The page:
Gestational diabetes:

Gestational diabetes occurs during pregnancy when the body cannot produce enough insulin to meet increased needs, leading to elevated blood sugar levels. Controlling this condition is crucial to preventing complications for both the mother and baby. It is more common in pregnant women without diabetes and increases the risk of type 2 diabetes later in life. The baby is more likely to develop obesity as a child or teen.

Symptoms of diabetes:

  • Frequent Urination: Increased urination, especially at night.
  • Excessive Thirst and Hunger: Constant feelings of thirst and hunger, even after eating.
  • Fatigue: Unexplained tiredness and lack of energy.
  • Slow Healing: Wounds and cuts take longer to heal.
  • Blurred Vision: Vision problems may occur due to high blood sugar levels.
  • Tingling or Numbness: Especially in the hands and feet.
  • Infections: Getting a lot of infections, such as gum, skin and vaginal infections

Causes of diabetes:

Diabetes is caused by excessive glucose in the bloodstream, with the cause varying depending on the type of diabetes, and each type has unique associated causes,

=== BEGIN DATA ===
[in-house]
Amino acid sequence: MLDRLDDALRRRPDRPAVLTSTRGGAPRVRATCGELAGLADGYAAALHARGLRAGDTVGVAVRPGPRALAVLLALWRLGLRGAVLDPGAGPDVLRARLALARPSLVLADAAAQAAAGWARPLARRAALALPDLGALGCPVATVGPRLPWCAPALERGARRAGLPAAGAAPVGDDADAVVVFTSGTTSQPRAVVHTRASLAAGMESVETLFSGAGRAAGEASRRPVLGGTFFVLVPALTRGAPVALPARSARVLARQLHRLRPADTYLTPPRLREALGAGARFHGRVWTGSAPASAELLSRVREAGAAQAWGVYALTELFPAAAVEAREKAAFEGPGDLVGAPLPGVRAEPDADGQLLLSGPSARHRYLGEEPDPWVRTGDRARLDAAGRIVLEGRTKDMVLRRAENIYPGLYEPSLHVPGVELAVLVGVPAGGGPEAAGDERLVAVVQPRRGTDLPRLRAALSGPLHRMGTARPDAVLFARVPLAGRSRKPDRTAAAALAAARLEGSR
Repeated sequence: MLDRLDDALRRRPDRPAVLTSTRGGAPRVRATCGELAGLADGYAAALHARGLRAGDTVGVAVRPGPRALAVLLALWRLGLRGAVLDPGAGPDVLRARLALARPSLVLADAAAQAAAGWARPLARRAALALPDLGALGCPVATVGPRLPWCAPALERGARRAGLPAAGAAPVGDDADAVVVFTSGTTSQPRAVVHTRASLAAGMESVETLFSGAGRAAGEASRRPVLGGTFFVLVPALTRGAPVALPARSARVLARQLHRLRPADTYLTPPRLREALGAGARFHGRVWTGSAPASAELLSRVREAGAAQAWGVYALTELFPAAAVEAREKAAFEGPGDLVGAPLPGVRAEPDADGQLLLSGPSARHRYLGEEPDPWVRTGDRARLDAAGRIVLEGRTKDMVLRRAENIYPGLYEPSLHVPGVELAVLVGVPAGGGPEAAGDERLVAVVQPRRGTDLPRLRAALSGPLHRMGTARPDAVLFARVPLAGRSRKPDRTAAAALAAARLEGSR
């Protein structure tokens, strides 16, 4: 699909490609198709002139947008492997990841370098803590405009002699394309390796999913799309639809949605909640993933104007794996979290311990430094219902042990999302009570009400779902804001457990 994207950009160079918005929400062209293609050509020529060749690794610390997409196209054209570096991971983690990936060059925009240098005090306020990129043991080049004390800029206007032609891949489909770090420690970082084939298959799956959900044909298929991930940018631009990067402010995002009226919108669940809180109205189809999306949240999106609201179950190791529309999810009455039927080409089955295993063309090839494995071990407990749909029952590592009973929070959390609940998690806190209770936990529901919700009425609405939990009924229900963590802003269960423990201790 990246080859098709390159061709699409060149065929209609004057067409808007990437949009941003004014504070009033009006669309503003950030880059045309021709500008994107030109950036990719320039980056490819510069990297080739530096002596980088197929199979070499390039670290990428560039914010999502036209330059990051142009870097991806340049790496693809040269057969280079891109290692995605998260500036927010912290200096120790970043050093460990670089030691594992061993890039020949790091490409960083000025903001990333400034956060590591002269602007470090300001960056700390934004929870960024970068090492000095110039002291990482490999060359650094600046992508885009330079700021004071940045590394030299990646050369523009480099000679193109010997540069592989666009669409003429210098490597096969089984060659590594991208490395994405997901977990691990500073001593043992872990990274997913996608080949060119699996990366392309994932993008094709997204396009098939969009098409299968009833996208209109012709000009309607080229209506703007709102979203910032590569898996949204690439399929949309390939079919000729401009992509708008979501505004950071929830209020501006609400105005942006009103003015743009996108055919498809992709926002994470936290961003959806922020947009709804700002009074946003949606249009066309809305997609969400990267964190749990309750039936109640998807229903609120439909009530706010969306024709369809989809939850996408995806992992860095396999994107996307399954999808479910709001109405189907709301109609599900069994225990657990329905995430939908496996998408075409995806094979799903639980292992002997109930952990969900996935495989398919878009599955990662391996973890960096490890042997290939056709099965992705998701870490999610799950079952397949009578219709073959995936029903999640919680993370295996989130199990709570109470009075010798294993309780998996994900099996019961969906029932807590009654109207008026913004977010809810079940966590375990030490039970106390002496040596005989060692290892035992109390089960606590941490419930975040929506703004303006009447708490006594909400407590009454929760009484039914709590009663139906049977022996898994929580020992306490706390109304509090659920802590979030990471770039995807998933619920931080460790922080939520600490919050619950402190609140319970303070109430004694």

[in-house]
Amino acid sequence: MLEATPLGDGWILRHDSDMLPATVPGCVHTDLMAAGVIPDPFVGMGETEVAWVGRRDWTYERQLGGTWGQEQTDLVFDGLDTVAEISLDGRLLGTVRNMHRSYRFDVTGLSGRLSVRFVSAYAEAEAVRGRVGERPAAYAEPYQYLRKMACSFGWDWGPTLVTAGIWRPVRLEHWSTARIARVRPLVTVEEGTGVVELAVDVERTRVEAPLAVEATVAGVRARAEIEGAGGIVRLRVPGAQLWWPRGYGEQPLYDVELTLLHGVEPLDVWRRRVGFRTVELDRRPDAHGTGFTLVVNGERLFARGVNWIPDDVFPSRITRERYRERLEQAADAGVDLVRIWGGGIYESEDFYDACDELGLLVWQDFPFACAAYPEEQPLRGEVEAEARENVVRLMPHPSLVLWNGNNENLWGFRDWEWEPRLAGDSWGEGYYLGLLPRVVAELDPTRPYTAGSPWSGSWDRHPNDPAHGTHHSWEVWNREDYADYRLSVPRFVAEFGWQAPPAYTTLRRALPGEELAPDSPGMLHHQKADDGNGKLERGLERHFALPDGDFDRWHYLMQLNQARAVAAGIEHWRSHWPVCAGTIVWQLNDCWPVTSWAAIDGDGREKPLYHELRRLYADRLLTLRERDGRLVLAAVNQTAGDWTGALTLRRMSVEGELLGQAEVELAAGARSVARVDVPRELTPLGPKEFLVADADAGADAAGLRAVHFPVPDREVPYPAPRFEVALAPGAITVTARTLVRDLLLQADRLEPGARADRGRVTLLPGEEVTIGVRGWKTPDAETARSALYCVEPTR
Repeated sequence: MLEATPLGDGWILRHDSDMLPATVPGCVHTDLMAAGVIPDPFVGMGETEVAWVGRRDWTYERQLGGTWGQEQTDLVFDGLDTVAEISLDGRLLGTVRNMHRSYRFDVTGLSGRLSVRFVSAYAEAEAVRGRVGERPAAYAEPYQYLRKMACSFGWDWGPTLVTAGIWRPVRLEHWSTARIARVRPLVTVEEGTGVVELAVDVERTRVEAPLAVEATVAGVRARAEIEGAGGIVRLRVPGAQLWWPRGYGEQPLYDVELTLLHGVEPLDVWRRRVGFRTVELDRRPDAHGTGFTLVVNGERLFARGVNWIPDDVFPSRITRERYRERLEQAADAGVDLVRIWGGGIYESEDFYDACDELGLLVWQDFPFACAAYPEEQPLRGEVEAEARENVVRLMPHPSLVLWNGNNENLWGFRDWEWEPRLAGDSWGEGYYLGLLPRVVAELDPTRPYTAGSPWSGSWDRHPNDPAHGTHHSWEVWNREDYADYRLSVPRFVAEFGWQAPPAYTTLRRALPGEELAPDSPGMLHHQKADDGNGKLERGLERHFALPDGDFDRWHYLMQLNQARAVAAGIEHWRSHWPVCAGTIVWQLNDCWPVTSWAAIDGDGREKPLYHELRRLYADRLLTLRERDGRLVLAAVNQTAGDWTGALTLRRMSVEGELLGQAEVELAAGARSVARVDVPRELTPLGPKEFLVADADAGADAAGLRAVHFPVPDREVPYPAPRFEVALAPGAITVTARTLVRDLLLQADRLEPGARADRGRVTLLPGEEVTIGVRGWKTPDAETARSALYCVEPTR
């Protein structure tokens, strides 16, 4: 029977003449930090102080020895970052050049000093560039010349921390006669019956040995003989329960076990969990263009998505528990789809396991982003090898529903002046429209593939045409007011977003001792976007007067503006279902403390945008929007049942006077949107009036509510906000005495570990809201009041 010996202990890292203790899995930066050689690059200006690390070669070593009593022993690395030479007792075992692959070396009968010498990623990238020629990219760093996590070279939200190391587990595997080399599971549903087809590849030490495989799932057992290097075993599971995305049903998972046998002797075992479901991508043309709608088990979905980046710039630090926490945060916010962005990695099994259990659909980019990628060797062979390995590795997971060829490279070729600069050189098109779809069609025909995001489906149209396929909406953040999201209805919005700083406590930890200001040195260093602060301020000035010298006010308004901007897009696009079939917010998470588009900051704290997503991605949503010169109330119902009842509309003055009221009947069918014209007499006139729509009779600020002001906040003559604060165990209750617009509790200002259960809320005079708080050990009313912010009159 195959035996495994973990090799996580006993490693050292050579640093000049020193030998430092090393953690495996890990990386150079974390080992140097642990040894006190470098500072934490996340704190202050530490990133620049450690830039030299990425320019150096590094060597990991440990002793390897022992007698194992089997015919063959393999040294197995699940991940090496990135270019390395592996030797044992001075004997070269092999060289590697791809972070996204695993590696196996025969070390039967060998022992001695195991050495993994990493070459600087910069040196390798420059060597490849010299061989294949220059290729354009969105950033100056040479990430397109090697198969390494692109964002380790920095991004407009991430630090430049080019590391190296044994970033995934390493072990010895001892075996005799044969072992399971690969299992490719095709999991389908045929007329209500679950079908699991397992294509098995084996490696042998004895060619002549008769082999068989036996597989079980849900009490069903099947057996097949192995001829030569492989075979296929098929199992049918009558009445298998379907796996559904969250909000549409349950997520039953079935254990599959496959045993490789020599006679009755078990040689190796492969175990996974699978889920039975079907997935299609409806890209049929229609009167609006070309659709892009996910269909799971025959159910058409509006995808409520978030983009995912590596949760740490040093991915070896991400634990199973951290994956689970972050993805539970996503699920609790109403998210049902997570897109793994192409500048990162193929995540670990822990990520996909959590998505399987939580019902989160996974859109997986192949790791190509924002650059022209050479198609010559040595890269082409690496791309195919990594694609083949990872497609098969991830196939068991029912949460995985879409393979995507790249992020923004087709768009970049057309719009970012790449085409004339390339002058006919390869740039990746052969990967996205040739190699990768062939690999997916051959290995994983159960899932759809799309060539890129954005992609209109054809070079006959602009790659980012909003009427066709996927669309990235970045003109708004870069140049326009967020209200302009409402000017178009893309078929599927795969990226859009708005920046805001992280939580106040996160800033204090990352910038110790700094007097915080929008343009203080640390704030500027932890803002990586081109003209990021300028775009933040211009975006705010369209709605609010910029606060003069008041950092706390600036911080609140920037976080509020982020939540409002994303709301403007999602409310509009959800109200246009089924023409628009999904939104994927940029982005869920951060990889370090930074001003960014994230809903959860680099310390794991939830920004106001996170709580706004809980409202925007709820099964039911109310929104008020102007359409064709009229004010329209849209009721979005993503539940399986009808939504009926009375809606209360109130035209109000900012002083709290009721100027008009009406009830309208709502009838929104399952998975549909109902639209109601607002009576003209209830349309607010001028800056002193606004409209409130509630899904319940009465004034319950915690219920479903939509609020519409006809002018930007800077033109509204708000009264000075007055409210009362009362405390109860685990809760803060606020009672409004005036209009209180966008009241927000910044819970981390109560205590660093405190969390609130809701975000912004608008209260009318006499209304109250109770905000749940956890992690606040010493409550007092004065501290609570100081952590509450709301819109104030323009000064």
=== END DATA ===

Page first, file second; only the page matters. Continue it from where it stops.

Type 1 diabetes: Type 1 diabetes occurs when the immune system mistakenly attacks and destroys insulin-producing beta cells in the pancreas, causing the disease. The exact cause is unknown, but genes may play a role or a virus may trigger an immune system attack.

Type 2 diabetes: Type 2 diabetes is a condition influenced by genetics and lifestyle factors, with overweight individuals being more susceptible to the disease. Insulin resistance, a condition where cells in muscles, fat, and liver don’t respond properly to insulin, is a major contributor. Factors such as obesity, lack of physical activity, diet, hormonal imbalances, genetics, and certain medications contribute to this condition.